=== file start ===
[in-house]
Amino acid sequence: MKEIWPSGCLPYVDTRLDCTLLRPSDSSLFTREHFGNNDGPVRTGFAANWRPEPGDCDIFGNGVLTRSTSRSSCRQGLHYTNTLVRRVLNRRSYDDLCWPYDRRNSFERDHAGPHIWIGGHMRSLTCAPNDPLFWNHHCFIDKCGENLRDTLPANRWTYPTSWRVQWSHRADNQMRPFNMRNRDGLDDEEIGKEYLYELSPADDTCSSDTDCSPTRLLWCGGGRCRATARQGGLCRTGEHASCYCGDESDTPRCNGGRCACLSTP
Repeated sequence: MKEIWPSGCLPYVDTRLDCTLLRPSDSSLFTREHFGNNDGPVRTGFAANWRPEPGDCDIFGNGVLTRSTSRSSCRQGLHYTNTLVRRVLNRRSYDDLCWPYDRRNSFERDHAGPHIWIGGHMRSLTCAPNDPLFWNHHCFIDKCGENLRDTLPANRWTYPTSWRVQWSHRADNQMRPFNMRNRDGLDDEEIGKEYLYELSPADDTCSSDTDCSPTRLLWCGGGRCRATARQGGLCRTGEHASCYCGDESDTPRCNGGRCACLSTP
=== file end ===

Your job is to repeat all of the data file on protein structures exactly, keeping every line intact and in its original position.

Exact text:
[in-house]
Amino acid sequence: MKEIWPSGCLPYVDTRLDCTLLRPSDSSLFTREHFGNNDGPVRTGFAANWRPEPGDCDIFGNGVLTRSTSRSSCRQGLHYTNTLVRRVLNRRSYDDLCWPYDRRNSFERDHAGPHIWIGGHMRSLTCAPNDPLFWNHHCFIDKCGENLRDTLPANRWTYPTSWRVQWSHRADNQMRPFNMRNRDGLDDEEIGKEYLYELSPADDTCSSDTDCSPTRLLWCGGGRCRATARQGGLCRTGEHASCYCGDESDTPRCNGGRCACLSTP
Repeated sequence: MKEIWPSGCLPYVDTRLDCTLLRPSDSSLFTREHFGNNDGPVRTGFAANWRPEPGDCDIFGNGVLTRSTSRSSCRQGLHYTNTLVRRVLNRRSYDDLCWPYDRRNSFERDHAGPHIWIGGHMRSLTCAPNDPLFWNHHCFIDKCGENLRDTLPANRWTYPTSWRVQWSHRADNQMRPFNMRNRDGLDDEEIGKEYLYELSPADDTCSSDTDCSPTRLLWCGGGRCRATARQGGLCRTGEHASCYCGDESDTPRCNGGRCACLSTP